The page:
New renumbering tool with DotNet power

No, there is not a dotnet add-in, just using dotnet in C/AL.

I have made updates to this tool.  Read about it here.

There is an old version of a renumbering tool on this blog.  It works in the classic client but who uses the classic client any more ?

I wanted to upgrade this tool to NAV 2015 (and NAV 2013 R2).  There where a few issues that I needed to handle.  First; how to upload a large object file to the server, how to read through millions of lines to find what I was looking for, how to replace string in all these lines without having to wait for days.

That is what I did.  One Table and One Page.  The code is all in the Table, not the ideal setup but I preferred fewer objects over prettier design.  On the other hand this it not that big of an object so every developer should find the way through the code in there.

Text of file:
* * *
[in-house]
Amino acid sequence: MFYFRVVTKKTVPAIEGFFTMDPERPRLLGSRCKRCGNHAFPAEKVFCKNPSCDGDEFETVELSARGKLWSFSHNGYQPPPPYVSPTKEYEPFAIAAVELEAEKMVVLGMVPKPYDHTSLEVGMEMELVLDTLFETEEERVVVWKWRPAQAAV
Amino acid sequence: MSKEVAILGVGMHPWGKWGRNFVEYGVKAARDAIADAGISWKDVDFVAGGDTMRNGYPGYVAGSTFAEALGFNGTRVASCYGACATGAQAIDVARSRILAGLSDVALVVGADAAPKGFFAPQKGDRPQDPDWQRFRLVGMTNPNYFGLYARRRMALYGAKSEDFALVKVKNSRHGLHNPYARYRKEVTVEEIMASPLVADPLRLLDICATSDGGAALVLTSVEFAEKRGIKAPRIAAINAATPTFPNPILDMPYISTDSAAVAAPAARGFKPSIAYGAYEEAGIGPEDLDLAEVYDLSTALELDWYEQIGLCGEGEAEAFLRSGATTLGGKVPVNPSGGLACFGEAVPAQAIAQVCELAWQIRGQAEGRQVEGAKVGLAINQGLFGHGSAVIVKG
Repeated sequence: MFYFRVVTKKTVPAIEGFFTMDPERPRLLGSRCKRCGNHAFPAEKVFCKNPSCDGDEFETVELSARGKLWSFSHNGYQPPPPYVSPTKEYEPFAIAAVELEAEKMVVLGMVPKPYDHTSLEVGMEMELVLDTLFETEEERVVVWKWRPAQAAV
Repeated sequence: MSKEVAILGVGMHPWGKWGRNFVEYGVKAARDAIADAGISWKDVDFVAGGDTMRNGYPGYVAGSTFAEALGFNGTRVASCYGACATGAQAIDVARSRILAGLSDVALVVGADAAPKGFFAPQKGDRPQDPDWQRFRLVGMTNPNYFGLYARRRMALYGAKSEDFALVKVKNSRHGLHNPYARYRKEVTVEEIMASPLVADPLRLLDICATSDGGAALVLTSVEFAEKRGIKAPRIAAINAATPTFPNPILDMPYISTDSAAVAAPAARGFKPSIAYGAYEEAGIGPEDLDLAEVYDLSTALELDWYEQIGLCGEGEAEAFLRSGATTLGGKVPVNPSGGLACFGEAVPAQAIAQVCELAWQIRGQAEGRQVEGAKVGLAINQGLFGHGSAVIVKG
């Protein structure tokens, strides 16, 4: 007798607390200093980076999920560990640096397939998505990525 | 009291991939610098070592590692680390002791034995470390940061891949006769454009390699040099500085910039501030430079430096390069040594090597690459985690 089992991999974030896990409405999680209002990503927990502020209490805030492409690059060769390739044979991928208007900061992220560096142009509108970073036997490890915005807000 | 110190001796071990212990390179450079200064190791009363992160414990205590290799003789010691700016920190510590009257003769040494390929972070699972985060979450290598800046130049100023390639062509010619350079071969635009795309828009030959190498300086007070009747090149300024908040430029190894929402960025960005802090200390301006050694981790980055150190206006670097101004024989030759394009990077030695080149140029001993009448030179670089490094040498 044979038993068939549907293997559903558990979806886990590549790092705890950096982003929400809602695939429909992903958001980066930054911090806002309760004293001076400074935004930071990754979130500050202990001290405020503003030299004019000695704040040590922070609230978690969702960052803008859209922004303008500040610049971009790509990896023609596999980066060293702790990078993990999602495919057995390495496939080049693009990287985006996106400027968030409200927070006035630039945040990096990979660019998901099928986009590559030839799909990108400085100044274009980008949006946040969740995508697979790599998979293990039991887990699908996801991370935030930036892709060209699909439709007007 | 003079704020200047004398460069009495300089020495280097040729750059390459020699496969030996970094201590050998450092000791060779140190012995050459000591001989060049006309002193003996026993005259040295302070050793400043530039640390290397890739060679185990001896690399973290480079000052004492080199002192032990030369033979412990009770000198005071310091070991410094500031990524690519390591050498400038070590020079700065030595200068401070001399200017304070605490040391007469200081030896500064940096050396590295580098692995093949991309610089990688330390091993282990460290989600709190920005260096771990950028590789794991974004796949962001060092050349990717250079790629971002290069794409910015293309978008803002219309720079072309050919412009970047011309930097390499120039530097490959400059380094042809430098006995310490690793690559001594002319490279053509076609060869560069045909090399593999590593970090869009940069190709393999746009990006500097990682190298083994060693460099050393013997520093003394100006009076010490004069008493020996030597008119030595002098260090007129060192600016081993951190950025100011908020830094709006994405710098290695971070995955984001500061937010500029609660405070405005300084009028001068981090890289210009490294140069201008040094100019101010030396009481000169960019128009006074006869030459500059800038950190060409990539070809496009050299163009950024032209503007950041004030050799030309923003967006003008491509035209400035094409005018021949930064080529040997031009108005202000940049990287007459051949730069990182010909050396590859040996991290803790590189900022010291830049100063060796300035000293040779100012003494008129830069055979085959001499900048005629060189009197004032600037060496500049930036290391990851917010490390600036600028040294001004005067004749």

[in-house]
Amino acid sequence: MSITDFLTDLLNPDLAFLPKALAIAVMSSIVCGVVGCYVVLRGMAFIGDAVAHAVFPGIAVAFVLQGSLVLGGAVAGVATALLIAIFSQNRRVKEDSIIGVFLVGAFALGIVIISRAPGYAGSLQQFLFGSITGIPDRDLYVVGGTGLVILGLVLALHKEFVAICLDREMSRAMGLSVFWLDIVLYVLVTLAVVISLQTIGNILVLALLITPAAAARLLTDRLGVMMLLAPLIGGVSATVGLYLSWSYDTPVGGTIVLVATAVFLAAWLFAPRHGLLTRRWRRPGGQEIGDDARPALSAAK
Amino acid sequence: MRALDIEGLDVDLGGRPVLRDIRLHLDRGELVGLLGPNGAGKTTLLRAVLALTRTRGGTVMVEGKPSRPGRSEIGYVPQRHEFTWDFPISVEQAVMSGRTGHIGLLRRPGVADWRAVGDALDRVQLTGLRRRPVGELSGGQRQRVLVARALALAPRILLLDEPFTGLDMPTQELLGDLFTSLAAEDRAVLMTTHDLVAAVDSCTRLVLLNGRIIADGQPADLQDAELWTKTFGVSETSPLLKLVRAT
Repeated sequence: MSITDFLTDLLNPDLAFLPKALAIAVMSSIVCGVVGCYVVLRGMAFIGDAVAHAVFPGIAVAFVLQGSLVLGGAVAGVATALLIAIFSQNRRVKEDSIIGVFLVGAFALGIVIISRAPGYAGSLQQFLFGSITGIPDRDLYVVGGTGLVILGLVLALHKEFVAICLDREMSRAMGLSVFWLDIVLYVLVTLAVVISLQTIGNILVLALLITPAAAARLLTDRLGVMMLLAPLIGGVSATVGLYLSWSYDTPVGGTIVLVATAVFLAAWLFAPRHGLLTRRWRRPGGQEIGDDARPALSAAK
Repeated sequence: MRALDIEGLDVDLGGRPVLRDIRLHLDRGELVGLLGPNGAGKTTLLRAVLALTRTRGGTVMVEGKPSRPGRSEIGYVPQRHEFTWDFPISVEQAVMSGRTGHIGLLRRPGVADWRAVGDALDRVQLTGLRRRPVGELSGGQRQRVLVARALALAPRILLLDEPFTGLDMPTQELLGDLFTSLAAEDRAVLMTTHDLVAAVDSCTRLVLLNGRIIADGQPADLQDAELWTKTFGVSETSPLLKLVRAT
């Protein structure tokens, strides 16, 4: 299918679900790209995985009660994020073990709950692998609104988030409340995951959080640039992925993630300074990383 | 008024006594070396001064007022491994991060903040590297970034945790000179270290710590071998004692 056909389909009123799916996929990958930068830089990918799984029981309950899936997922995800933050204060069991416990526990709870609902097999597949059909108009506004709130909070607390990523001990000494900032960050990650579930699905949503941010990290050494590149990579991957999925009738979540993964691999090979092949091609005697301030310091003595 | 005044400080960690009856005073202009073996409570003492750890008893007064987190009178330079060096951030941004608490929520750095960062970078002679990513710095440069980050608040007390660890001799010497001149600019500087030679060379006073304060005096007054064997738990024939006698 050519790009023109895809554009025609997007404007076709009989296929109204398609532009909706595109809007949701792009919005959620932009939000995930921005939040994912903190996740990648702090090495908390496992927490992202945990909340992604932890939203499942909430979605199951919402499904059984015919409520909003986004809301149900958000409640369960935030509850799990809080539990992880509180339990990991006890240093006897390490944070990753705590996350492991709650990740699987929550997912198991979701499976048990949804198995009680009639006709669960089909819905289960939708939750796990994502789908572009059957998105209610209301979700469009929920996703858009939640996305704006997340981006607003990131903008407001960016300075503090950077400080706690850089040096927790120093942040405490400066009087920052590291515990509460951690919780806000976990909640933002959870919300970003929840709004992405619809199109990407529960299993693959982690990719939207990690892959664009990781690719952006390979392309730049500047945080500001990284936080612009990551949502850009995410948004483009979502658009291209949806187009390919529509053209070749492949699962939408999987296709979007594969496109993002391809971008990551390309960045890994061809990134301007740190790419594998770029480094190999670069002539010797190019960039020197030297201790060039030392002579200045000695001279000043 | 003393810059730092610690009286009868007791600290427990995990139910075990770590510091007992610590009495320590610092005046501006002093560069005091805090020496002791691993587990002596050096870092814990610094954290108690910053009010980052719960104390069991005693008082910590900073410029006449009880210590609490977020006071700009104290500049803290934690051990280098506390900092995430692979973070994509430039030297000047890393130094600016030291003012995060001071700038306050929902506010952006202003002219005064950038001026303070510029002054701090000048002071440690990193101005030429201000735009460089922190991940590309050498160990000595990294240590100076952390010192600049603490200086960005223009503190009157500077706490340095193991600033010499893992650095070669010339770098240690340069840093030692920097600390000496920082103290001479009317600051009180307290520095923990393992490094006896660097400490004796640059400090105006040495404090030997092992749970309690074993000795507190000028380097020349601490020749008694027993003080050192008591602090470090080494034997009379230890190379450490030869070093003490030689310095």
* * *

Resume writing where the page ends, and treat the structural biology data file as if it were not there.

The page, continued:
I have been sharing objects on this blog and have also started to share and sell objects on  These objects are all in the range from 50.000 to 99.999.  This tool will make it so much easier to import these objects into the database.  Just download the renumbering tool and manually install it into the database and use the tool from there.

A little spoiler, I just used this tool on an object file with just under four million lines and needed to renumber 116 objects.  The tool completed this in two minutes and forty two seconds.

So, how does it work?